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Balancing acid equation-net ionic equation

  1. Mar 22, 2016 #1
    • Thread moved from the technical forums, so no HH Template is shown.
    I was asked to take NaCl then add HNO3, then add AgNO3, and to write a net ionic equation... then add NH3 to the same mixture and write another net ionic equation. I have been trying between work and everything else to try to do this one. it wasn't well understood in class and now I haven't found any resources to figure it out. I need whatever tips possible to guide me in the correct direction. At least for now I don't know what to do. Someone showed me an answer of Ag(aq)+ + 2H+ + Cl- + NO3----->> AgCl(s) + NO2(g) + H2O. I have tried 3 or four times, but I just have ZERO IDEA how that answer arrives... I know Ag+ binds with Cl- and as far as I know, because of the nitric acid H2O and a salt will be in the product. I am Having a hard time seeing how the NO2 gets in the picture. Thank You in advance for any help.
     
  2. jcsd
  3. Mar 22, 2016 #2

    Borek

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    And that's all you need for the first step.

    There is no gaseous product.

    Ammonia is known to complex metals.
     
  4. Mar 22, 2016 #3
    OK. Thank You. How does the Nitric Acid on the reagent side fit into the 'mix' (no pun intended). I really am trying here. Where am I missing the formation of H2O and NO2? In the attached picture, on the second line 20160322_185929 (1).jpg , to the right, is where I am getting stuck. (Is it correct to say that 'because of the acid (Nitric in this case), a salt and H2O are OBLIGATORY products'?)
     
    Last edited: Mar 22, 2016
  5. Mar 23, 2016 #4

    Borek

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    Net ionic reaction means - whatever was not changed during reaction is removed from the equation. These removed molecules/ions are called "spectators".

    Did the Na+ change? Did the NO3- change during the reaction?
     
  6. Mar 23, 2016 #5
    Thank you again. Na+ for sure doesn't change. It is removed. How do the 2 NO3's become 1 NO2-? (Also, how do you input the elevated + and - signs in the text? [this question isn't as important to me as the first])
     
  7. Mar 23, 2016 #6

    Borek

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    It doesn't, there is no reduction taking place. Whoever told you about NO2 being a product was wrong, that's what I told you in my very first post in the thread.

    There are buttons for formatting the post, above the edit window (at least if you are using a normal browser).
     
  8. Mar 23, 2016 #7
    OK . I am following you. Right now, in the picture, it looks like almost all of them, the Na+, both NO3's, and the H+ as well, do not change in the product side. I just do not think that is correct.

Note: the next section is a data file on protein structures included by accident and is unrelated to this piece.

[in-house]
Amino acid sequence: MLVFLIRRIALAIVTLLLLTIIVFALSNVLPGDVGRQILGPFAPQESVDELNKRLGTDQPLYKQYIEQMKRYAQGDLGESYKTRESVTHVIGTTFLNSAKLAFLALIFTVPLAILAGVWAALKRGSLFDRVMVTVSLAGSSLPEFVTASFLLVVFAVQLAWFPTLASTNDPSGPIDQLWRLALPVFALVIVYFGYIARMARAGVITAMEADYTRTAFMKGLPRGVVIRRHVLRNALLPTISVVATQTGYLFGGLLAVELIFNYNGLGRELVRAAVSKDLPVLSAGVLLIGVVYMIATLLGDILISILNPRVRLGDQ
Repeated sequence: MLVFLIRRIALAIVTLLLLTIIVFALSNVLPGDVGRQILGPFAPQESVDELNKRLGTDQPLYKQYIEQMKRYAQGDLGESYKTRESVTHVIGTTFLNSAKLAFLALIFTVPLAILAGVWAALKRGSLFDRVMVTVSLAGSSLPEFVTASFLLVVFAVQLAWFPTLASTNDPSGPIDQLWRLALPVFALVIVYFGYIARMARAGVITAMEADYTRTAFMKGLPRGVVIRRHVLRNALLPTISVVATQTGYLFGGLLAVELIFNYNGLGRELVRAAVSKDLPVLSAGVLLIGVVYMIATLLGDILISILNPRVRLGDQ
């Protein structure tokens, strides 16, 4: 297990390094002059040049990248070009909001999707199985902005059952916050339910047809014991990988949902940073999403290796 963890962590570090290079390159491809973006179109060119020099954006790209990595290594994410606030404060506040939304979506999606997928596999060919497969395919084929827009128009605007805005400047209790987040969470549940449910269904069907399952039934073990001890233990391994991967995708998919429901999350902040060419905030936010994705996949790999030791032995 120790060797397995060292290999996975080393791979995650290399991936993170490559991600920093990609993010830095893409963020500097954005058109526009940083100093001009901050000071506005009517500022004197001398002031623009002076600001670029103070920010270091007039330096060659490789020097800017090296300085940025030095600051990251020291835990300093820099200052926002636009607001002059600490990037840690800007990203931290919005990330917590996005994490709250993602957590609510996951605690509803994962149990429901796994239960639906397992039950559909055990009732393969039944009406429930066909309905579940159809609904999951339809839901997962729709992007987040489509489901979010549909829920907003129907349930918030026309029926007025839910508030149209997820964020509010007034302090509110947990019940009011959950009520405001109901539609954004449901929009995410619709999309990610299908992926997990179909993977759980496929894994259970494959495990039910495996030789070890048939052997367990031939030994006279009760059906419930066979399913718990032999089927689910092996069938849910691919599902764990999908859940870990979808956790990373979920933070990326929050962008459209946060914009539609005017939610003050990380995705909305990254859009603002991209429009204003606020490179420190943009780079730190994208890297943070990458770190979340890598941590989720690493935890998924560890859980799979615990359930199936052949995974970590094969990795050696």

Attached Files:

  9. Mar 23, 2016 #8

    Borek

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    That's perfectly correct, most of the ions present are spectators. Can you write the net ionic equation for the first reaction now?
     
  10. Mar 23, 2016 #9
    Na+ + Cl¯ + Ag+ + NO3¯ - - - >> AgCl?
     
  11. Mar 23, 2016 #10

    Borek

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    As written, it is not balanced, as Na+ and NO3- are present only on the left side of the equation.

    However, do they change during the reaction, or are they spectators? And if they are spectators, do you need to include them at all?
     
  12. Mar 25, 2016 #11
    Ag+(aq) + Cl- (aq) ----->>>> AgCl(s) ?? (Since, as you mentioned, NO2 is not part of the product, this is all i can think of right now). I very much appreciate your patience with me. I see you are in Poland and you seem to have a very good understanding of English too.
     
  13. Mar 25, 2016 #12

    Borek

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    Yes, that's perfectly correct.

    The second one will be a bit more tough, as actually there are two reactions taking place. Each needs a separate equation.
     
  14. Mar 26, 2016 #13
    So it will become AgCl(s) + NH3(aq)+ - - - - > ? :wideeyed:
     
  15. Mar 27, 2016 #14

    Borek

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    No such thing as NH3+(aq).

    One reaction will be more or less what you wrote - dissolving precipitate in ammonia.

    The other - sample was initially acidified with nitric acid, wasn't it? What do you know about ammonia and acids?
     
  16. Apr 3, 2016 #15
    Thank You again for helping me. I have since gotten that answer. I am learning enthalpy now, and it is going well. I just wanted to convey good wishes to you for your time.
     
  17. May 3, 2016 #16
    I scored a %98! Thank you again for your time and help! I have new questions but first I wanted to share the good news :smile:
     
  18. May 3, 2016 #17
    Here is the test. test.jpg
     
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